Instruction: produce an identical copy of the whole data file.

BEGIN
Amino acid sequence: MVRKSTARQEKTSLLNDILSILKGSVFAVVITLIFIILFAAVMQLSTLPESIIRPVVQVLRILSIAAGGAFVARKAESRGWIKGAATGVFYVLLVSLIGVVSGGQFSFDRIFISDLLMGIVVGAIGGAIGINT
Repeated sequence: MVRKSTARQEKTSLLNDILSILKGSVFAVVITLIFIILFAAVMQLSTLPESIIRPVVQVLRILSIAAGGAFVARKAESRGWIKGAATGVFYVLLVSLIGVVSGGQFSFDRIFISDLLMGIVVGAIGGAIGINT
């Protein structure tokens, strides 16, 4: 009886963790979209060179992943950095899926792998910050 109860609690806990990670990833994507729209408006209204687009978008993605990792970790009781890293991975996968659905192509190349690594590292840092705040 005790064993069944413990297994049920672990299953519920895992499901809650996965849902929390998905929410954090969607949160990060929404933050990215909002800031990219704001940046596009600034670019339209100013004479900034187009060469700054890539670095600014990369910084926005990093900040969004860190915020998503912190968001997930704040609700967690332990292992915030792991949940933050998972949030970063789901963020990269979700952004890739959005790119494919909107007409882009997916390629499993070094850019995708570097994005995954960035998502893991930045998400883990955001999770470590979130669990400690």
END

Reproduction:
Amino acid sequence: MVRKSTARQEKTSLLNDILSILKGSVFAVVITLIFIILFAAVMQLSTLPESIIRPVVQVLRILSIAAGGAFVARKAESRGWIKGAATGVFYVLLVSLIGVVSGGQFSFDRIFISDLLMGIVVGAIGGAIGINT
Repeated sequence: MVRKSTARQEKTSLLNDILSILKGSVFAVVITLIFIILFAAVMQLSTLPESIIRPVVQVLRILSIAAGGAFVARKAESRGWIKGAATGVFYVLLVSLIGVVSGGQFSFDRIFISDLLMGIVVGAIGGAIGINT
């Protein structure tokens, strides 16, 4: 009886963790979209060179992943950095899926792998910050 109860609690806990990670990833994507729209408006209204687009978008993605990792970790009781890293991975996968659905192509190349690594590292840092705040 005790064993069944413990297994049920672990299953519920895992499901809650996965849902929390998905929410954090969607949160990060929404933050990215909002800031990219704001940046596009600034670019339209100013004479900034187009060469700054890539670095600014990369910084926005990093900040969004860190915020998503912190968001997930704040609700967690332990292992915030792991949940933050998972949030970063789901963020990269979700952004890739959005790119494919909107007409882009997916390629499993070094850019995708570097994005995954960035998502893991930045998400883990955001999770470590979130669990400690």